A runner passes the makeshift memorial at the corner of Frye and Main streets in Lewiston on Wednesday. The memorial was made soon after Jayden Cho-Sargent was struck and killed on his way to Lewiston Middle School on Nov. 3, 2016. 

LEWISTON — Nearly five months after a makeshift memorial was created for Jayden Cho-Sargent at a Main Street utility pole, it’s still intact — but that could change soon. 

Cho-Sargent, a 13-year-old Lewiston Middle School student, was struck and killed on his way to school on Nov. 3, 2016, and the telephone pole at the crosswalk next to Frye Street has since served as a memorial. 

The numerous stuffed animals, toys, notes and other items lasted through the long winter because of daily attention from the family, who shoveled around the pole and picked up fallen items. 

Now, city officials and the family are discussing its fate following concern for its appearance from the road and a state law that makes it a civil violation to attach items to a utility pole. 

According to David Jones, director of Lewiston Public Works, the city has no plan to take down the items — at least until a memorial replacement is completed or work begins on the pedestrian improvements slated for the crosswalk this spring.


With help from the Lewiston community Facebook page “Lewiston Rocks,” discussions for a meaningful memorial garden project to honor Cho-Sargent have begun.

Cho-Sargent’s mother, Kellie Foley, posted a disheartened message on the page yesterday, saying she had been asked to take down the items. She said she received a call from the police about the memorial.

“I’m sorry but I’m NOT TAKING IT DOWN! That is the only place I get to go and give him presents now,” she wrote. 

The family, she added, is still using the spot to grieve. She said her son has not yet had a proper burial because of the high costs. A crowdfunding campaign was used last year to pay for the funeral. 

What followed on the social media page was a swift outpouring of offers to help the family, including a statement from Jones reassuring Foley that the memorial won’t be simply stripped away.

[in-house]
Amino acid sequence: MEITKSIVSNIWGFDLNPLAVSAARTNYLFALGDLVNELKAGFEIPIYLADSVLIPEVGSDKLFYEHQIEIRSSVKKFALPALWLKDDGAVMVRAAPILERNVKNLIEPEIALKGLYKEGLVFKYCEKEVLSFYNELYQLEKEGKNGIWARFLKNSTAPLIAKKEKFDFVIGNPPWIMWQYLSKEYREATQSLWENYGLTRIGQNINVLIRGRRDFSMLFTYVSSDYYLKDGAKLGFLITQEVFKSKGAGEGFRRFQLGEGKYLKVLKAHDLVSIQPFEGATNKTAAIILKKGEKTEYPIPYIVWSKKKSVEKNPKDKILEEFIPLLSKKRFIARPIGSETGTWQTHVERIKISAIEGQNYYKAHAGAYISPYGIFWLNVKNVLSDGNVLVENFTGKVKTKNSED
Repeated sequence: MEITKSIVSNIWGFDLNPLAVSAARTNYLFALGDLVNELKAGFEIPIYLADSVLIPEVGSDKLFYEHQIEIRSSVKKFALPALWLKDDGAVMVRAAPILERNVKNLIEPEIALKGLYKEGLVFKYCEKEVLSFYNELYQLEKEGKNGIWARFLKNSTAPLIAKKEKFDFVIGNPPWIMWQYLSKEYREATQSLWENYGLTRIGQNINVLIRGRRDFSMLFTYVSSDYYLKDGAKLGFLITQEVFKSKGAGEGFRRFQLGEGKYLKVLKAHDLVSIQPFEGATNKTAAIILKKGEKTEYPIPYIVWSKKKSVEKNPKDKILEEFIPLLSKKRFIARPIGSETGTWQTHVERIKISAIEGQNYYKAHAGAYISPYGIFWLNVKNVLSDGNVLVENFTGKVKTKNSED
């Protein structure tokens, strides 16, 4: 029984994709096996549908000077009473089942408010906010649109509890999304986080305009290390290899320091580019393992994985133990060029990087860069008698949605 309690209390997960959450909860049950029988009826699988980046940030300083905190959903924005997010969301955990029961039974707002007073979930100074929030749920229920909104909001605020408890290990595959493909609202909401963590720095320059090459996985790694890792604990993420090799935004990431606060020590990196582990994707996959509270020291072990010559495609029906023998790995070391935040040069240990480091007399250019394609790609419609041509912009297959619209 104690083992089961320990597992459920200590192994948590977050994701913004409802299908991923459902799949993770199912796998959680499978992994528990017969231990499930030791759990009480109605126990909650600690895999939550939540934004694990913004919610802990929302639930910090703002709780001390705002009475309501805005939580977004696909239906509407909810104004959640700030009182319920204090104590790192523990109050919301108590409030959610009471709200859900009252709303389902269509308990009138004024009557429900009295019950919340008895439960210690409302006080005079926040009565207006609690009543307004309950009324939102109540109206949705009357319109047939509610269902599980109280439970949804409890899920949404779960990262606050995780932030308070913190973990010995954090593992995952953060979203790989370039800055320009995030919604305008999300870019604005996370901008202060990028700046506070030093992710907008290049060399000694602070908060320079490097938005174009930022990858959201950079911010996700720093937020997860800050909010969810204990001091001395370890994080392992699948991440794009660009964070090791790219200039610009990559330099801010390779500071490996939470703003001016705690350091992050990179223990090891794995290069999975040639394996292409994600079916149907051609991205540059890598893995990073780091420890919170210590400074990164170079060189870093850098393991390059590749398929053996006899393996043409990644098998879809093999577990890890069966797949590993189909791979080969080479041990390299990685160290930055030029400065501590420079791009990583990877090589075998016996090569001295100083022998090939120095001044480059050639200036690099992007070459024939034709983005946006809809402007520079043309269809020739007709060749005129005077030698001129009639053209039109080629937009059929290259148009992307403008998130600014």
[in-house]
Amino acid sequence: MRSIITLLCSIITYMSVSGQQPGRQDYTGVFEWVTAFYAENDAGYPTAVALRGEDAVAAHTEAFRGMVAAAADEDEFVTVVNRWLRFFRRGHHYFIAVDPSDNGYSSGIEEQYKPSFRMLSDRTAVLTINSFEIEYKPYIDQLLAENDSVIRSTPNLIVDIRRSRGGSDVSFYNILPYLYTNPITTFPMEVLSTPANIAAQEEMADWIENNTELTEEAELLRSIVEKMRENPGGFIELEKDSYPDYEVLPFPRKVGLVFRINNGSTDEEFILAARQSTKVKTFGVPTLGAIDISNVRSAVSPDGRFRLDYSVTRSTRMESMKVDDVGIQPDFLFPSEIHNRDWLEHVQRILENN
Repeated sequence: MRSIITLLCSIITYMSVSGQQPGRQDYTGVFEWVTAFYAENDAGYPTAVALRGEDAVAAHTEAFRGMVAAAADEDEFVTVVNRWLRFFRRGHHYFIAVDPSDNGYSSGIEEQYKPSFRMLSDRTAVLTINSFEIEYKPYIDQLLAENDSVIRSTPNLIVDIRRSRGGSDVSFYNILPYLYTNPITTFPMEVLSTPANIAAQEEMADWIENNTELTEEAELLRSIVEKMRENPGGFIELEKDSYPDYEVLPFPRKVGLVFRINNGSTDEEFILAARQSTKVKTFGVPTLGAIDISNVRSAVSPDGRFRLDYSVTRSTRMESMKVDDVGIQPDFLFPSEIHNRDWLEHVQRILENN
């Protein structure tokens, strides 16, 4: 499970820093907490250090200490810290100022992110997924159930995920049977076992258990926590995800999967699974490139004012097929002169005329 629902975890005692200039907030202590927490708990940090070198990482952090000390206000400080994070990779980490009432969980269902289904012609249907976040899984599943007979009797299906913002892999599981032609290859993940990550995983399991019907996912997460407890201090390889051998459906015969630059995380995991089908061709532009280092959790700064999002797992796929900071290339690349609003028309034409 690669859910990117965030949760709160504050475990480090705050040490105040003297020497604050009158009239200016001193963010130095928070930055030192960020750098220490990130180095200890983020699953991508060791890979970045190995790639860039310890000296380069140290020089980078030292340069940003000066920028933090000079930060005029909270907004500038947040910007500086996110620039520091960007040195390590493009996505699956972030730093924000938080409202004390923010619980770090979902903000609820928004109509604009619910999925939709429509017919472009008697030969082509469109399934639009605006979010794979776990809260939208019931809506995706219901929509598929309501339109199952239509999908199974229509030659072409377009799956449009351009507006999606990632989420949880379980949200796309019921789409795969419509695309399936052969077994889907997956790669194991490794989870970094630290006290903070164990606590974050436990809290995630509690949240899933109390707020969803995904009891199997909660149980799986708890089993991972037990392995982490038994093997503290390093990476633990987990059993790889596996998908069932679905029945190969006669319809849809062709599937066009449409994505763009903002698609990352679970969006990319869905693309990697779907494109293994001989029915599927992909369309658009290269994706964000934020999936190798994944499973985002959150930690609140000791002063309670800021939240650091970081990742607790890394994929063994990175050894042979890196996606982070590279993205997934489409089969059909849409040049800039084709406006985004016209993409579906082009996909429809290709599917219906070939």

On Wednesday, Jones told the Sun Journal that Public Works never asked the family to remove the items. A complaint had come into City Hall, he said, and officials from Code Enforcement and the Police Department looked into it. 


He said his department had been planning an Earth Day event with Lewiston Rocks for a cleanup effort along the Androscoggin Greenway trail and Sunnyside Park on April 22. Following a suggestion from Foley, a small memorial garden may also be in the works at the park.

According to Jones, Foley and her family use the park frequently, and the new memorial could serve as a replacement for the items left on the utility pole. 

Foley said on the Facebook page that “Jayden and his brothers loved to play at the park. And I plan on visiting the park often this year.” 

Foley later said she was out of town all day Wednesday attending hearings in Augusta on pedestrian safety legislation.

Heidi Sawyer, the founder of Lewiston Rocks, helped organize the vigil and other efforts last year following the accident, and continued the help in coordinating between Foley and city officials Tuesday. 

Jones said the project to improve the crosswalk at Main and Frye streets, which is scheduled to happen this spring or summer, could incorporate some kind of memorial plaque to honor Cho-Sargent.


“We’ll keep the pole (memorial) up until another memorial is in place,” he said Wednesday.

Police Chief Brian O’Malley said Wednesday that the detective who had been assigned to the investigation surrounding the accident last year contacted the family to notify them of the process. He said that because the city had received the complaint and looked at the law surrounding utility poles, the department wanted to be considerate in a difficult situation. 

“At some point, it’s going to have to come down,” he said of the memorial, but added that he was glad to hear of the replacement memorial project. 

On the Lewiston Rocks page Tuesday, people offered to help Foley with burial arrangements. The entire process to coordinate the new memorial idea took only a few hours. 

She thanked “everyone for their love and support.” 

Since the accident late last year, the city has embarked on several projects to improve pedestrian safety. Cho-Sargent’s death was the third pedestrian fatality in Lewiston over a one-year span. Earlier this month, officials presented a report on pedestrian safety resulting from a community forum held in November.

The report identifies a number of problem intersections and lays out options for addressing them. The intersection of Main and Frye streets will be one of the first to be addressed. 


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